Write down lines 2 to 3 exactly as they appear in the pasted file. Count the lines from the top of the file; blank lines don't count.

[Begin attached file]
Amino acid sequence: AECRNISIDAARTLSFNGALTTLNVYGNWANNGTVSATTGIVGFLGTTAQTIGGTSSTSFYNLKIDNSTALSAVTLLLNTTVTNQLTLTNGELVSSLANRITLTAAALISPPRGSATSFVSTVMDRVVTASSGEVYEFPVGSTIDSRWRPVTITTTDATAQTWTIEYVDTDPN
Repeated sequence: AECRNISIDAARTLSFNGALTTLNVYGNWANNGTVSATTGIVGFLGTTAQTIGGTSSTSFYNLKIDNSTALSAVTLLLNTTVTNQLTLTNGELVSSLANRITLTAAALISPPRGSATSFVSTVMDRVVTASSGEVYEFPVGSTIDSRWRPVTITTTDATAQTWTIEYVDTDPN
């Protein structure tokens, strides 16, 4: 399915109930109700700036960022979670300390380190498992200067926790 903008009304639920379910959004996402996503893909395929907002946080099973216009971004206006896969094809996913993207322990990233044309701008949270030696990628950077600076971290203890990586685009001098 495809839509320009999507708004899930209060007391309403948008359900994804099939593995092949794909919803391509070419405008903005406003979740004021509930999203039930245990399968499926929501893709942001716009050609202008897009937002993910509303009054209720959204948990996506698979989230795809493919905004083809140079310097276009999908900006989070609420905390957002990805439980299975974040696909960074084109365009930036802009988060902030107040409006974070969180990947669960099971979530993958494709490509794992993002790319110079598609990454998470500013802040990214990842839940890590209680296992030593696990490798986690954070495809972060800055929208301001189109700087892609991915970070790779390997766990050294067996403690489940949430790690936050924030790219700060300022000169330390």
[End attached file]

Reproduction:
Repeated sequence: AECRNISIDAARTLSFNGALTTLNVYGNWANNGTVSATTGIVGFLGTTAQTIGGTSSTSFYNLKIDNSTALSAVTLLLNTTVTNQLTLTNGELVSSLANRITLTAAALISPPRGSATSFVSTVMDRVVTASSGEVYEFPVGSTIDSRWRPVTITTTDATAQTWTIEYVDTDPN
């Protein structure tokens, strides 16, 4: 399915109930109700700036960022979670300390380190498992200067926790 903008009304639920379910959004996402996503893909395929907002946080099973216009971004206006896969094809996913993207322990990233044309701008949270030696990628950077600076971290203890990586685009001098 495809839509320009999507708004899930209060007391309403948008359900994804099939593995092949794909919803391509070419405008903005406003979740004021509930999203039930245990399968499926929501893709942001716009050609202008897009937002993910509303009054209720959204948990996506698979989230795809493919905004083809140079310097276009999908900006989070609420905390957002990805439980299975974040696909960074084109365009930036802009988060902030107040409006974070969180990947669960099971979530993958494709490509794992993002790319110079598609990454998470500013802040990214990842839940890590209680296992030593696990490798986690954070495809972060800055929208301001189109700087892609991915970070790779390997766990050294067996403690489940949430790690936050924030790219700060300022000169330390």